Latin Am Classics #8 – Don Segundo Sombra

Continuing my long-running series of “Latin American Classics You’ve Never Read” (although it may be true I haven’t reviewed most of the books in the series – in fact, only Abel Posse and Fernando Vallejo, way back at the beginning of this blog), here’s Ricardo Güiraldes’ Don Segundo Sombra (Argentina, 1926). A boy who is a guacho (orphan) becomes a gaucho (cowboy who lives on the pampas). A gaucho is a real man’s man: he doesn’t complain when he’s injured, his life isn’t troubled by women, he can break in horses, he can fight with knives, he can herd cattle, wrestle bulls; he’s learned the harshness of the world and his only ambition in life is to have a trail of ponies all the same colour.

Plot: our narrator runs away from home and follows the mysterious Don Segundo Sombra, the epitome of gauchoism, who becomes his godfather and teaches him gaucho ways. Much riding of horses ensues.

Weighed down by some pretty hard-going (even, dare I say, at times turgid) books at the moment (Broch, Volponi, Wyndham Lewis, Ernst Weiss, Olive Moore), I particularly enjoyed reading something reasonably straight-forward, simply-told, and which was more about acting than thinking about one’s acts (though our narrator does have pause to reflect at times, particularly towards the end).

Availability: Well, as a Latin American classic, obviously you won’t find this book in print in English any more. You might find it knocking around in old second-hand shops though, because Penguin brought out a mass-market paperback version in the late 40s (which is the edition I have, and I saw another one the same (cheaper, too) after I’d bought this).

Next-up: Well, it’ll have to be Fernando del Paso’s News From the Empire. I’ve done all the background reading, now for the novel itself. (But since it’ll probably take me a year or so, I might squeeze in another before next year!).


5 thoughts on “Latin Am Classics #8 – Don Segundo Sombra

  1. Well, as a Latin American classic, obviously you won’t find this book in print in English any more

    Good one! Funny because it is true.

  2. Thanks for reassuring me that I don’t need to read this one anytime soon even though it’s mandatory reading on some Spanish grad general exam reading lists. I should prob. finish Martín Fierro first anyway to maximize the gaucho reading experience.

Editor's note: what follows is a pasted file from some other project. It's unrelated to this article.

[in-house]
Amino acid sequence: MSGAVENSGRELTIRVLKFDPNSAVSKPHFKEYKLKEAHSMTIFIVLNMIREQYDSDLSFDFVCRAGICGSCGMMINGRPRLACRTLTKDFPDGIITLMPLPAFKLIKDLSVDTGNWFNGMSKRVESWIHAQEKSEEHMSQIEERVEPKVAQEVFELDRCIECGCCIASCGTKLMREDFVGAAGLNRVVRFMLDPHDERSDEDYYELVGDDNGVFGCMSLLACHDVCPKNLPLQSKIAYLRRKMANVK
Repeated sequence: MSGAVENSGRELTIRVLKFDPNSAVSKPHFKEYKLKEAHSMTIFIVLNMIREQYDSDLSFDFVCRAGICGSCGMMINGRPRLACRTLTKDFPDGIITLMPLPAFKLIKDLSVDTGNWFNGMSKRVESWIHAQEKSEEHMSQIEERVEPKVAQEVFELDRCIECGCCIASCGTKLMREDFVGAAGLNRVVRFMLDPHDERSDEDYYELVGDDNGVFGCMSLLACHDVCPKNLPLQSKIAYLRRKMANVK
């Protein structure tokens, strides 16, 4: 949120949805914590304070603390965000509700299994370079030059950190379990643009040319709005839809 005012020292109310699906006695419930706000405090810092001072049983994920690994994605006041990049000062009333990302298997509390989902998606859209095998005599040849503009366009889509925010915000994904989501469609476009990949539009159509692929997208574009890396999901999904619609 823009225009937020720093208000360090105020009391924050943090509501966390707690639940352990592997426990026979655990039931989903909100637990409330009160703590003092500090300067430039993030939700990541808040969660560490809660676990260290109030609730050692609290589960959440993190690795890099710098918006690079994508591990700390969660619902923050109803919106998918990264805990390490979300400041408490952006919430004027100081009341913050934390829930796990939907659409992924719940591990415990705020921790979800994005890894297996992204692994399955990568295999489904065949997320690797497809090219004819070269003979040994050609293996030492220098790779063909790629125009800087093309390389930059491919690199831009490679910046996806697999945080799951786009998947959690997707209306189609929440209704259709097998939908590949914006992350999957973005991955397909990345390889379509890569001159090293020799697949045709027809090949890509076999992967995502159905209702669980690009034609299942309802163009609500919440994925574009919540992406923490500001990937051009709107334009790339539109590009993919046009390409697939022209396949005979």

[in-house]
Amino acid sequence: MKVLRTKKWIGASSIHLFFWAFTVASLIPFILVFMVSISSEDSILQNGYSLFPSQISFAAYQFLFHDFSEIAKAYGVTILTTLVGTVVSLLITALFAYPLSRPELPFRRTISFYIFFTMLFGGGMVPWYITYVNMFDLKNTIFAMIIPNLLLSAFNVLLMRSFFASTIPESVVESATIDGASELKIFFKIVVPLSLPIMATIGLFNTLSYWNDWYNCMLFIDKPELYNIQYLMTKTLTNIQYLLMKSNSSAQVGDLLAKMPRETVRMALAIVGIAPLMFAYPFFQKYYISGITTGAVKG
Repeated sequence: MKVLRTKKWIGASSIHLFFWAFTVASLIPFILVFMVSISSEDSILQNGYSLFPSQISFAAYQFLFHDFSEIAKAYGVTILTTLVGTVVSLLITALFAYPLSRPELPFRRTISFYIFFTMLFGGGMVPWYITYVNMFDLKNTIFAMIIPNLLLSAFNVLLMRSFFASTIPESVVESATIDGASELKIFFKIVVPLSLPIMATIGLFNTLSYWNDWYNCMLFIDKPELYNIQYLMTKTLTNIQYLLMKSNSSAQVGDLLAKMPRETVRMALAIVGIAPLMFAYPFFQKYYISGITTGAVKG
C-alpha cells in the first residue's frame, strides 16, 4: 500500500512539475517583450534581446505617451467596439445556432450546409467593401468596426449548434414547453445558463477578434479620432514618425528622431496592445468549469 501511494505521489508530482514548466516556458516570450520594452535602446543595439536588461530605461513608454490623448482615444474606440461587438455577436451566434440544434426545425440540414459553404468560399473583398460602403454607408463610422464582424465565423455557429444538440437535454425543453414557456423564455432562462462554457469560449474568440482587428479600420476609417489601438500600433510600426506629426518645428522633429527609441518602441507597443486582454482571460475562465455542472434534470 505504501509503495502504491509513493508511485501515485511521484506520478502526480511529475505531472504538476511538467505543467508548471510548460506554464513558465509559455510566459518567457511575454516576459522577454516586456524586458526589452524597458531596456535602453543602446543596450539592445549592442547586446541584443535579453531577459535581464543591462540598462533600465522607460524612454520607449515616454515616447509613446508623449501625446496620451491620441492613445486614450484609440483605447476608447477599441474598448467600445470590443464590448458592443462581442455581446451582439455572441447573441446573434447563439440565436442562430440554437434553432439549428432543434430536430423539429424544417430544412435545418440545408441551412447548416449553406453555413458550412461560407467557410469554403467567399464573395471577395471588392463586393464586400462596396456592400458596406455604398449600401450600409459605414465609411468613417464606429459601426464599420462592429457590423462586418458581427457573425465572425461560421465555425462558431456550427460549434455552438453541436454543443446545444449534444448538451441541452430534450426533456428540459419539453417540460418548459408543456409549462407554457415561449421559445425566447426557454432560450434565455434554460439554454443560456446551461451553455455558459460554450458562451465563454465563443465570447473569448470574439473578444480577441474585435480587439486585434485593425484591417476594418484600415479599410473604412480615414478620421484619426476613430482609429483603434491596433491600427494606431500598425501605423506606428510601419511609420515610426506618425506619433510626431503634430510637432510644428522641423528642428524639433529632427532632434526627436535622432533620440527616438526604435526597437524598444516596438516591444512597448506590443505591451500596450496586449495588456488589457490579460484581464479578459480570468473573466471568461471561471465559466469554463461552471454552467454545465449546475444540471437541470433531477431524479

3. Indeed, it is sadly all too true, AR – unless it was written in the Boom, of course (though even then it might be out of print).

    I did enjoy Don Segundo Sombra, though R – and frankly, I don’t have any interest in men being men and horses being horses. It’s also a novel that describes a specific world and life we don’t hear much of: the Argentinian pampas – the only other book I’ve read about that world is Juan Jose Saer’s The Event, and that has other preoccupations. (Although the Hungarian cowboy novel is an even stranger concept to get my head around).

    I still haven’t got hold of a copy of Martín Fierro. I did buy a book by Alberto Blana Gest called Martín Rivas though, by accident, so I guess I’ll have to read that instead.

    I still might write something about Macunaíma by Mário de Andrade, which I read last year and which I very much recommend if you’ve never read it. Brazilian though of course, though I’m guessing easier to get hold of in Spanish than in English.

  4. Have you read W(illiam) H(enry) Hudson’s The Purple Land, Obooki? It’s an episodic account of gaucho life in what today is known as Uruguay. Hudson, best known these days as a nature-writer, was a favourite of Borges, who described it as a kind of South American Odyssey. In Argentina and Uruguay, where the novel is something of a classic, he is known Guillermo Hudson. I finished the book only yesterday; it’s rather uneven, but the good passages are splendid, especially the several mini stories told by some of the characters in the main narrative.

  5. Sounds interesting Ned – I might have to look out for it. – Don Segundo Sombra had mini-stories – story-telling (of the oral variety, at least) being, seemingly, another important attribute of the gaucho.

Leave a Reply

Fill in your details below or click an icon to log in: Logo

You are commenting using your account. Log Out / Change )

Twitter picture

You are commenting using your Twitter account. Log Out / Change )

Facebook photo

You are commenting using your Facebook account. Log Out / Change )

Google+ photo

You are commenting using your Google+ account. Log Out / Change )

Connecting to %s